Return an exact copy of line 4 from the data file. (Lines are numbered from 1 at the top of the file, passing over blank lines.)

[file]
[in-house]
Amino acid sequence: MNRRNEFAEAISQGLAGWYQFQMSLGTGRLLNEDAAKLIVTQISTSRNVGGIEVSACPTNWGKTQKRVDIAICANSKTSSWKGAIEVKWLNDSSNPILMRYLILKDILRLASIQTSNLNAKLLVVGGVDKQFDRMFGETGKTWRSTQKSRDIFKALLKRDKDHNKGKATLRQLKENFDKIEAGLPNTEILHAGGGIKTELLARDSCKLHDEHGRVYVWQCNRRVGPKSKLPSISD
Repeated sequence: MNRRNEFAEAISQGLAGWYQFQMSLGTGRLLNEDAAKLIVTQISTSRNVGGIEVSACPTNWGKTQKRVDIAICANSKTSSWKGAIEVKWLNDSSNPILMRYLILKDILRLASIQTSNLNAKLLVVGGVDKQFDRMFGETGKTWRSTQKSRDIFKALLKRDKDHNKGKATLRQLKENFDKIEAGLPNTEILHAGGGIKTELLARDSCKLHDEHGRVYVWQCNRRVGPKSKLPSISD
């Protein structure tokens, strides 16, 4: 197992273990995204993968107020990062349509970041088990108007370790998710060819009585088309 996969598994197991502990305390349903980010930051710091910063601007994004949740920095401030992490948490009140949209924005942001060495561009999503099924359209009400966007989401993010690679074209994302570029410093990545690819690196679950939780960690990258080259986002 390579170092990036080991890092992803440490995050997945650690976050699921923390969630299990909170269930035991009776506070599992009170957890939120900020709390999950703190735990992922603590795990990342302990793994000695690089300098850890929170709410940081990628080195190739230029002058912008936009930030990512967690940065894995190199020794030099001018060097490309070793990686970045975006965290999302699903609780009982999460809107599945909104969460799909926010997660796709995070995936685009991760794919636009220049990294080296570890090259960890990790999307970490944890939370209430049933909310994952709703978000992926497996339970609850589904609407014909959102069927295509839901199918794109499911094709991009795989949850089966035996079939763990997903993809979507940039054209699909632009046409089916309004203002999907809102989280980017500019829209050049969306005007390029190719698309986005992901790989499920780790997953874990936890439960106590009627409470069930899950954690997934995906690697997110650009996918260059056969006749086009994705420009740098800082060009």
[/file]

């Protein structure tokens, strides 16, 4: 197992273990995204993968107020990062349509970041088990108007370790998710060819009585088309 996969598994197991502990305390349903980010930051710091910063601007994004949740920095401030992490948490009140949209924005942001060495561009999503099924359209009400966007989401993010690679074209994302570029410093990545690819690196679950939780960690990258080259986002 390579170092990036080991890092992803440490995050997945650690976050699921923390969630299990909170269930035991009776506070599992009170957890939120900020709390999950703190735990992922603590795990990342302990793994000695690089300098850890929170709410940081990628080195190739230029002058912008936009930030990512967690940065894995190199020794030099001018060097490309070793990686970045975006965290999302699903609780009982999460809107599945909104969460799909926010997660796709995070995936685009991760794919636009220049990294080296570890090259960890990790999307970490944890939370209430049933909310994952709703978000992926497996339970609850589904609407014909959102069927295509839901199918794109499911094709991009795989949850089966035996079939763990997903993809979507940039054209699909632009046409089916309004203002999907809102989280980017500019829209050049969306005007390029190719698309986005992901790989499920780790997953874990936890439960106590009627409470069930899950954690997934995906690697997110650009996918260059056969006749086009994705420009740098800082060009």